“Watch Your Back” – Notes on the Militarised State in Sri Lanka

Prasanna Ratnayake

Sri Lanka has a long history of armed violence and slaughter since its independence from Britain in 1948. There were ethnic riots in 1953, ‘58, ‘77, ‘83 and ‘87; two insurrections in 1971 and 1986-90; and a 30-year civil war between the Liberation Tigers of Tamil Eelam (LTTE or Tamil Tigers) of the North and East and Sinhalese nationalists of the South. The war ended on 19th May 2009 with the massacre of tens of thousands of Tamil civilians. By then more than 300,000 people had become internally displaced (IDPs).


The notes here concern the 10 years from the coming to power of former human rights lawyer, Mahinda Rajapakse, in November 2005 to the downfall of his regime on 9th January 2015. A mix of political parties - Sinhala Buddhist ultra-nationalists, Socialists, Marxists and the Buddhist Monks’ party - had supported Rajapakse’s candidacy. From the moment he became president, virtually over night, we entered the period of what would become a totally militarised police state. We woke up one morning to find Army checkpoints, military vehicles, police and soldiers everywhere. Cynthia Enloe has described it well, ‘Militarization is the step-by-step process by which something becomes controlled by, dependent on, or derives its value from the military as an institution or militaristic criteria.’ (Maneuvers: The International Politics of Militarizing Women's Lives, University of California Press, Berkeley, 2000.)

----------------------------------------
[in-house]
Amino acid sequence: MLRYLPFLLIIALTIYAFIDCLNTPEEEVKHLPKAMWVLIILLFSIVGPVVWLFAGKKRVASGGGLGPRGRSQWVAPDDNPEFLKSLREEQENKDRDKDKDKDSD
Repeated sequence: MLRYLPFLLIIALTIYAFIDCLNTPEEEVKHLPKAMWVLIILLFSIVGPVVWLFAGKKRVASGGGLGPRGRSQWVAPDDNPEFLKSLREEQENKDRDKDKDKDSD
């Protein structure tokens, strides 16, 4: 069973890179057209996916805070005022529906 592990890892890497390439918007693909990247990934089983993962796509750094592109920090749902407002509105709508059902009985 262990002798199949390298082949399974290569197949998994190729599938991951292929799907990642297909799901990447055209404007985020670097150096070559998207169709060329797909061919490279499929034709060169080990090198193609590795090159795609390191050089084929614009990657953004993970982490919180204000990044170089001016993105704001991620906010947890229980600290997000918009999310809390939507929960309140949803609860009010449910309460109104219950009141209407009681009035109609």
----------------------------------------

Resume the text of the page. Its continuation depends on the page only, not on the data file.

2005 was the third year of a ceasefire in the civil war, mediated and monitored by the Norwegians. There had been a few rounds of peace talks but little progress had been made and it was generally known that the lull in fighting was being used by both sides to prepare for the next round.